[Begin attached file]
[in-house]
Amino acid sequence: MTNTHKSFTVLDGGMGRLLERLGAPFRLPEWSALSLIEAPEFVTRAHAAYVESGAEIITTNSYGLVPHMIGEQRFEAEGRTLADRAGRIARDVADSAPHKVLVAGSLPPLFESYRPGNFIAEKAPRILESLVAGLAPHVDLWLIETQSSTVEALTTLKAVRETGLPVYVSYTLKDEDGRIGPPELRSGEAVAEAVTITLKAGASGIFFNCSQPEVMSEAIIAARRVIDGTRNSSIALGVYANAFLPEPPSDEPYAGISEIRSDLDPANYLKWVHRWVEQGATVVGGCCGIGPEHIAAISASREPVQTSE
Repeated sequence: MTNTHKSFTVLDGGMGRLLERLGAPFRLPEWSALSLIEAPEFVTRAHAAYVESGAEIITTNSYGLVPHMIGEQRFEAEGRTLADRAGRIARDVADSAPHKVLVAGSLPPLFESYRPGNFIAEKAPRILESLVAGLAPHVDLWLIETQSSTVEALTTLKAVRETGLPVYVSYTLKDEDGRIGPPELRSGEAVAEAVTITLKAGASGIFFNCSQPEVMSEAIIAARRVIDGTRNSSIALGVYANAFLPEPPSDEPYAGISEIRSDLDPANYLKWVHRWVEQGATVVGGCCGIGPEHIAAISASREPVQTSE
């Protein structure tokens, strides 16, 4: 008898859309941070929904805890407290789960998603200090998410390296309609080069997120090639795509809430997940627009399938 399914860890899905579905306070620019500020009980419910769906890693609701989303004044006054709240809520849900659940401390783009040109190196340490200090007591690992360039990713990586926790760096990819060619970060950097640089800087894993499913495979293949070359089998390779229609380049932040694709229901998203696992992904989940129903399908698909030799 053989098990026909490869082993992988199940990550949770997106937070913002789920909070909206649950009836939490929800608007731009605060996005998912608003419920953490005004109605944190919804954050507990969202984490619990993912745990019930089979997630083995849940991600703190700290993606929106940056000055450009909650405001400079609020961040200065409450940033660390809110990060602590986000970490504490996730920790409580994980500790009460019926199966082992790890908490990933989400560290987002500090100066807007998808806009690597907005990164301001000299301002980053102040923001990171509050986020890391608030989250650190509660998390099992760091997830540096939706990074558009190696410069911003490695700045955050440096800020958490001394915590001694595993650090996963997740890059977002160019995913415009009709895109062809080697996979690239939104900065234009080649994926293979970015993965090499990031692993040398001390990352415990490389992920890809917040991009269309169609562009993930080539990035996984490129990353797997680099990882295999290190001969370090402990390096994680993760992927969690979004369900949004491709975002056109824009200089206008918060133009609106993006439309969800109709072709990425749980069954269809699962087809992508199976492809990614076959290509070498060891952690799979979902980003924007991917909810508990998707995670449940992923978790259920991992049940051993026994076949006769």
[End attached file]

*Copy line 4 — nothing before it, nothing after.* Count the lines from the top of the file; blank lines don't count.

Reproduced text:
């Protein structure tokens, strides 16, 4: 008898859309941070929904805890407290789960998603200090998410390296309609080069997120090639795509809430997940627009399938 399914860890899905579905306070620019500020009980419910769906890693609701989303004044006054709240809520849900659940401390783009040109190196340490200090007591690992360039990713990586926790760096990819060619970060950097640089800087894993499913495979293949070359089998390779229609380049932040694709229901998203696992992904989940129903399908698909030799 053989098990026909490869082993992988199940990550949770997106937070913002789920909070909206649950009836939490929800608007731009605060996005998912608003419920953490005004109605944190919804954050507990969202984490619990993912745990019930089979997630083995849940991600703190700290993606929106940056000055450009909650405001400079609020961040200065409450940033660390809110990060602590986000970490504490996730920790409580994980500790009460019926199966082992790890908490990933989400560290987002500090100066807007998808806009690597907005990164301001000299301002980053102040923001990171509050986020890391608030989250650190509660998390099992760091997830540096939706990074558009190696410069911003490695700045955050440096800020958490001394915590001694595993650090996963997740890059977002160019995913415009009709895109062809080697996979690239939104900065234009080649994926293979970015993965090499990031692993040398001390990352415990490389992920890809917040991009269309169609562009993930080539990035996984490129990353797997680099990882295999290190001969370090402990390096994680993760992927969690979004369900949004491709975002056109824009200089206008918060133009609106993006439309969800109709072709990425749980069954269809699962087809992508199976492809990614076959290509070498060891952690799979979902980003924007991917909810508990998707995670449940992923978790259920991992049940051993026994076949006769």